- I am male
- I am white
- I am over 21
- I don't care what you do with your life as long as you don't interfere with mine
- If I have to pay for something for someone else, that is by default interfering with my life
- If I am paying for your free access to sex-without-consequence your sex life is now my business
- If you go public with your views on "women's health" and "choice" I have a right to disagree because your argument that I am a male and have no business talking about "women's health" is insipid
Joan of Arc. Young Woman. Saves France Then Gets Burned At the Stake
Joan is not to be confused with Lady Godiva.
Lady Godiva. Middle Ages Woman. Gets Jiggy In Her Effort To Lower Taxes
Lady Godiva is not to be confused with Sandra Fluke
Sandra Fluke. Legal Scholar. Understands That Having Sex Is Expensive In Many, Many Ways
Democrats across the land are all a-twitter (literally) today because the crusty old white guys that made up yesterday's GOP hearing on contraception didn't allow the brilliant and erudite Ms. Fluke to testify. Luckily for us, she still had a forum for her brilliance and insight when the Democrats on the panel let her speak unofficially during a break in testimony. I believe this was because Ms. Fluke is the best the Democrats have to offer when it comes to the current demagoguery of "women's health."
Sandra Fluke is a third year law student at Georgetown University, and as far as I can tell she speaks for all women on matters of "women's health."
Lest you people accuse me of being misogynistic and of making things up, I'll let Ms. Fluke's words speak for themselves:
Ms. Fluke knew that Georgetown University was a Jesuit run school that did not include free contraception in it's "women's health" coverage. She applied anyway. “I decided I was absolutely not willing to compromise the quality of my education in exchange for my health care,” so she has spent the last three years lobbying the Georgetown administration to pay for her contraception. So far they have resisted her constant nagging.
Fluke wanted to talk about the poor pitiful girls at Georgetown University who have to pay for their own contraception. A full-time law student at Georgetown pays $23,432.50 per year, so yeah, I can see where the rest of us need to pick up the tab for their Saturday night happy-half-hour. “I wanted to be able to share their stories. My testimony would have been about women who have been affected by their policy, who have medical needs and have suffered dire consequences. The committee did not get to hear real stories I had to share, about actual women who have been dramatically affected by this policy.” She also did not mention the poor guys who had to suffer the old-school embarrassment of going to the pharmacy to pick up something for their end of the bargain. “Sadly, I think what I have learned is how willing some members of our government are to play political football with women’s health. That has been heartbreaking to watch."
“Forty percent of the female students at Georgetown Law reported to us that they struggled financially as a result of this policy (Georgetown student insurance not covering contraception).” Fluke had no comment on whether tuition at Georgetown made female students struggle financially. Fluke also had no comment on the whether she was pro-choice when it came to women having sex they couldn't afford. She makes it sound like it's not a choice to just go have a nice dinner and burn off the frustration of being a law student with a little bowling and then calling it an early night.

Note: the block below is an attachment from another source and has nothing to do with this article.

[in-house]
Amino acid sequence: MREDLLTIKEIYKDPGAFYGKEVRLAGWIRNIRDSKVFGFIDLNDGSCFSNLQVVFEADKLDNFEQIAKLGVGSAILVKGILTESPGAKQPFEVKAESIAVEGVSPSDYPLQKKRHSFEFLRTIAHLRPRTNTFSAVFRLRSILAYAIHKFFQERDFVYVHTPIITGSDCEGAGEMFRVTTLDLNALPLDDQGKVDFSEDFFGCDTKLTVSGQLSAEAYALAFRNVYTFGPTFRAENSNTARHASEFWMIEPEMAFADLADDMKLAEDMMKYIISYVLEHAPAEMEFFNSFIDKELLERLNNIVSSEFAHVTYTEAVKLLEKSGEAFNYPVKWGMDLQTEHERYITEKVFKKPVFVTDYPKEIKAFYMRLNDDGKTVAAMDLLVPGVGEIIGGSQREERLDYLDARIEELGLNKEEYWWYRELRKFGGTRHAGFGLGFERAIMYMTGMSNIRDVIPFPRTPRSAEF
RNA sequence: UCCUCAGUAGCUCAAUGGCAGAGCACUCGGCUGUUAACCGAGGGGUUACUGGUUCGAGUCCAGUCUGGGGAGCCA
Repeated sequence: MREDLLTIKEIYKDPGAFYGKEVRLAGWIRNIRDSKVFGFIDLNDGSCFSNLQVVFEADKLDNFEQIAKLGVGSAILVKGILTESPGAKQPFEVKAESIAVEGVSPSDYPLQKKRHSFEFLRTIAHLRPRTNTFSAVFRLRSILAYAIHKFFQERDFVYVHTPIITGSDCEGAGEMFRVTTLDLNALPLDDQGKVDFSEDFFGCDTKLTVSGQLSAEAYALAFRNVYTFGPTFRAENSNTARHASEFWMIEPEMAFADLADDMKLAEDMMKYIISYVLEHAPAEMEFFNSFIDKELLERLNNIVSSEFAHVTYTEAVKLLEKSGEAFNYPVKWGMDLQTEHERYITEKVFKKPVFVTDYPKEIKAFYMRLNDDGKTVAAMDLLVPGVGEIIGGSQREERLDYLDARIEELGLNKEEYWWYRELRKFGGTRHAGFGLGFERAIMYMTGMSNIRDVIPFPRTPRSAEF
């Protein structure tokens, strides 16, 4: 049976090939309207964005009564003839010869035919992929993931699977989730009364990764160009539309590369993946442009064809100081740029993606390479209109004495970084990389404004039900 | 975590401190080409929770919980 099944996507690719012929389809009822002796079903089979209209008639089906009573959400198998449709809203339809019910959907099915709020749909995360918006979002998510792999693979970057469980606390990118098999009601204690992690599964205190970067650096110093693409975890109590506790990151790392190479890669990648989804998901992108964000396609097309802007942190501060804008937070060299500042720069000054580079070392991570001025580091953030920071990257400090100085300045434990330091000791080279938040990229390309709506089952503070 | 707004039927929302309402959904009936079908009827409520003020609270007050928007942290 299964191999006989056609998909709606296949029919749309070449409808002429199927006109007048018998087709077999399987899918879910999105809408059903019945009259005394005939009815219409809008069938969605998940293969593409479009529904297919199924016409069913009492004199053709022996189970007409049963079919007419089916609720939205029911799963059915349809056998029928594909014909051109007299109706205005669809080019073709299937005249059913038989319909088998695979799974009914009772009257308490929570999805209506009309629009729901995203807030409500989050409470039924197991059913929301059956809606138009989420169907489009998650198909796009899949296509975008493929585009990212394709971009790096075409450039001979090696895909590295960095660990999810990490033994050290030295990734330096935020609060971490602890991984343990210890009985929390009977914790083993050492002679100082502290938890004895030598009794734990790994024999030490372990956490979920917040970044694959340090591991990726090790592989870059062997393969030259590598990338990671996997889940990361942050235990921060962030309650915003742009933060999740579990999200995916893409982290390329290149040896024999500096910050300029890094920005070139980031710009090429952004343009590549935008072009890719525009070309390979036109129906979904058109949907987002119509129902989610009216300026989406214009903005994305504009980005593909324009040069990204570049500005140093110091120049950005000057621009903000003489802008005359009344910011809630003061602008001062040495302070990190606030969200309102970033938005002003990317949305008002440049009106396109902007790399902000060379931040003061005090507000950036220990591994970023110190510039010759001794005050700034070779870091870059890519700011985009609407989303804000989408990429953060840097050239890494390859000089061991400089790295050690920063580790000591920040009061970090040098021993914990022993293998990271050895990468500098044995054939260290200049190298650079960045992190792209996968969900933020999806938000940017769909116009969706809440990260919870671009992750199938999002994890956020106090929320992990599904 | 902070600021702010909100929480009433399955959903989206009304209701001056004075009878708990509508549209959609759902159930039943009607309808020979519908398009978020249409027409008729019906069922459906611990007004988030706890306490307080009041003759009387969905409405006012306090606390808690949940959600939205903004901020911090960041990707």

“Without insurance coverage, contraception, as you know, can cost a woman over $3,000 during law school.” That's a thousand dollars a year! Holy crap. Man, if contraception cost me that much, I'd stop having sex immediately. I want a boat, but the damned bank said it would cost like $3500 a year in monthly payments. I told them I needed a boat for "mental health." They didn't seem to care. Additionally, Fluke made no mention of what it costs the poor male law students in dinner, movie tickets, flowers and perfume.
Realizing that people like me, who understand freewill and personal responsibility, were going to write sarcastic columns about her, Ms. Fluke came prepared to talk about actual "women's health." Fluke has a friend who has polycystic ovarian syndrome. This was her way of confusing women's health with women's choice at the expense of other people's belief systems. Typically, contraception is prescribed for POS only when a woman wants contraception also. Fluke wanted us to believe that contraception is the only treatment for POS when in fact, it is only one possible course of treatment. Fluke says her friend is a lesbian. Not that there's anything wrong with that, but lesbians don't typically need contraception. In fact, being a lesbian is a foolproof method of contraception, so Ms. Fluke has thrown a red herring at us because her lesbian friend can get other treatment that is covered by Georgetown's insurance policies.
In closing, Ms. Fluke said, “We refuse to pick between a quality education and our health and we resent that, in the 21st Century, anyone thinks it’s acceptable to ask us to make that choice simply because we are women.” I suppose the following choices I can come up with would really be offensive to Ms. Fluke:
- Get a job and pay for your own contraception
- Ask your boyfriend to get a job and pay for your contraception
- Find another hobby
- Understand that you made a choice when you went to Georgetown and no one feels sorry for you that you purposely started a crusade against the Jesuits that even you, as mighty and profound as you are, are going to fail at